I see it almost every time I open Instagram. Another beloved small business closing–ones that I had wrongly assumed are raking in the cash, far from having to make a hard decision to shutter their business. It feels sad because a lot of things outside of my control feel sad right now, too. Watching absolutely heartbreaking events unfold globally, the utter disbelief I feel at how divided we all are when it comes to sussing out who gets access to basic human rights versus who doesn’t. The continued poverty our country experiences despite there now being an astounding 756 billionaires in the United States alone who pay less in taxes than I ever will. The list could go on and on but again, I digress, and the point is it all starts to weigh me down. You see, I’ve simply gotta get out of the basement and back to what I do best.  

But here’s the thing, and I’ve said this before: Garden Party is the vehicle by which I can try to create meaningful change in what otherwise feels like a shitstorm of a world right now. I want to make money so that I can do good things with my money. I want Garden Party to make money so we can reopen and continue our efforts to do good with the money it makes as a small business. And I’m wagering an educated guess that there are other small businesses out there that are also similarly wanting to do good things with the money they make, and that will help benefit the overall good of their communities. 


Recently there was a meme going around about how in ~times like these~ mutual aid and community care will be relied upon more and more as the systems currently in place continue to fail us. I believe wholeheartedly that my business can be part of that equation, continuing to work on improving our equity initiatives and standards, as well as continuing to share resources and funds with other groups and organizations in our community. In that way, I believe that small businesses are absolutely crucial and necessary. Garden Party is absolutely crucial and necessary. But right now, we need a bit more community support than in previous years. And in order to get back to business as usual, we need money in order to reopen.

Perhaps you’re wondering-why is TT sharing all this with us? It’s simple-the last time I shared in a vulnerable way about what was happening with our business, some really cool things happened. We talked to people about our needs, we had conversations about commercial leases and affordability, we started working with an incredible commercial broker to find our new location, and we even had conversations with folks about investing in our business. One of those conversations resulted in obtaining funding from someone outside of our network of family and friends, and their contribution helped us pay for new branding and a new website. And now I’m throwing it out into the universe again to see what sticks–I would love to connect with people in our Garden Party community that are interested in helping us with our next stage of growth.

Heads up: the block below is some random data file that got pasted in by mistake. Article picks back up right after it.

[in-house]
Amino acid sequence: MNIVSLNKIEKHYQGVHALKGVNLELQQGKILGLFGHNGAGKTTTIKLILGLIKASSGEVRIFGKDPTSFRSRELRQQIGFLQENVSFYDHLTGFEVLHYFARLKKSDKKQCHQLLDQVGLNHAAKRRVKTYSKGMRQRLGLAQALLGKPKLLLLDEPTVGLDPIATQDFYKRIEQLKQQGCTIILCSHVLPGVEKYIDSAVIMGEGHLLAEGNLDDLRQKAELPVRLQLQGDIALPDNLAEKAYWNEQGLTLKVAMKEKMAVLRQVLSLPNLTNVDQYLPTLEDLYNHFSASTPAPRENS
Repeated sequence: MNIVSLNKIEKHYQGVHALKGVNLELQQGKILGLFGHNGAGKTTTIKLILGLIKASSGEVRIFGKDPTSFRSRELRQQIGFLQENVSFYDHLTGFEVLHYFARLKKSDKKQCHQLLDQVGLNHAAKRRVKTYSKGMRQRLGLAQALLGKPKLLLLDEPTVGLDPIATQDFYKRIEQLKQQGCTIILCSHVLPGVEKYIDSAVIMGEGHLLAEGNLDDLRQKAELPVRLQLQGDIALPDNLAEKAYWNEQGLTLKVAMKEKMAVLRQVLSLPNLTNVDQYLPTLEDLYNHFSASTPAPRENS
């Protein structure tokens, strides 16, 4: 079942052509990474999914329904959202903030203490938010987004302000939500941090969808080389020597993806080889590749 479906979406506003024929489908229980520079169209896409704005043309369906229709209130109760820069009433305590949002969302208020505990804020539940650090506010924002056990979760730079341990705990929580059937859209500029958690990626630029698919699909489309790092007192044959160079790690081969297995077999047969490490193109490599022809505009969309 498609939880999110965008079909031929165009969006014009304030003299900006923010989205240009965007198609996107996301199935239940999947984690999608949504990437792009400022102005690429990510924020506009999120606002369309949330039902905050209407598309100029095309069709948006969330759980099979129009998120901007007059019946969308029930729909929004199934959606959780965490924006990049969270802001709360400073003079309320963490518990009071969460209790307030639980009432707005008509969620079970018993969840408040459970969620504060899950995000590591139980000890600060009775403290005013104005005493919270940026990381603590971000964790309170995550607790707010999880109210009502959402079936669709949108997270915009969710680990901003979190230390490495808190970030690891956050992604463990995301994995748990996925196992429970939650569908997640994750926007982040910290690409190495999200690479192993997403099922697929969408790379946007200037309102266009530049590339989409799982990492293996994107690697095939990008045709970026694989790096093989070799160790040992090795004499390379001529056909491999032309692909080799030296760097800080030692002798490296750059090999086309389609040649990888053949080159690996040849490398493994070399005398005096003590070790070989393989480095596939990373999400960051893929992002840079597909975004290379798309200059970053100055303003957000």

It doesn’t necessarily have to be investment, although that is certainly at the top of our list. As I mentioned above, we could use an influx of funding that extends beyond simply placing an order. I want to create an even better version of Garden Party that surpasses our old location, and I also want to start envisioning some longer term goals we had to put on pause because of the last several months’ circumstances. Plus there are other ways you might be able to help too–maybe you know about a grant that we should apply for. Perhaps you have a friend of a friend that is interested in getting involved in the cannabis industry. We’re considering all of our options, but maybe you have an idea we haven’t thought of yet. My email address is, or you can leave a comment here. Whatever ideas and resources you might have, let’s connect for a real talk!;)



1 comment

  • So well written and beautiful. Garden Party forever!!

    Savannah on